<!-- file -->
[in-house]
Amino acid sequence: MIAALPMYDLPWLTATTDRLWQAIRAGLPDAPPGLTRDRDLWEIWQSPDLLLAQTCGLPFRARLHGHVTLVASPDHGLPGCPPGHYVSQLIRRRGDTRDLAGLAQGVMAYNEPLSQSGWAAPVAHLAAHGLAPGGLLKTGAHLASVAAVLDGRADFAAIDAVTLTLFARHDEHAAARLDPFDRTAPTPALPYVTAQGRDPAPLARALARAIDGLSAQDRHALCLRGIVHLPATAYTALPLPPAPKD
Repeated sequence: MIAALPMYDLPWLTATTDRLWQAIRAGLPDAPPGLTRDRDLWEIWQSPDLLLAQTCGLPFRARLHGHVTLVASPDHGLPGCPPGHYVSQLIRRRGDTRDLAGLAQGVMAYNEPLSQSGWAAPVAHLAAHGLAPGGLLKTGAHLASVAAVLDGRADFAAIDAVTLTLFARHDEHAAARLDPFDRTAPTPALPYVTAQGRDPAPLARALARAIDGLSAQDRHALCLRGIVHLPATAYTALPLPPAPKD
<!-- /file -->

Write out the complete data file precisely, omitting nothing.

[in-house]
Amino acid sequence: MIAALPMYDLPWLTATTDRLWQAIRAGLPDAPPGLTRDRDLWEIWQSPDLLLAQTCGLPFRARLHGHVTLVASPDHGLPGCPPGHYVSQLIRRRGDTRDLAGLAQGVMAYNEPLSQSGWAAPVAHLAAHGLAPGGLLKTGAHLASVAAVLDGRADFAAIDAVTLTLFARHDEHAAARLDPFDRTAPTPALPYVTAQGRDPAPLARALARAIDGLSAQDRHALCLRGIVHLPATAYTALPLPPAPKD
Repeated sequence: MIAALPMYDLPWLTATTDRLWQAIRAGLPDAPPGLTRDRDLWEIWQSPDLLLAQTCGLPFRARLHGHVTLVASPDHGLPGCPPGHYVSQLIRRRGDTRDLAGLAQGVMAYNEPLSQSGWAAPVAHLAAHGLAPGGLLKTGAHLASVAAVLDGRADFAAIDAVTLTLFARHDEHAAARLDPFDRTAPTPALPYVTAQGRDPAPLARALARAIDGLSAQDRHALCLRGIVHLPATAYTALPLPPAPKD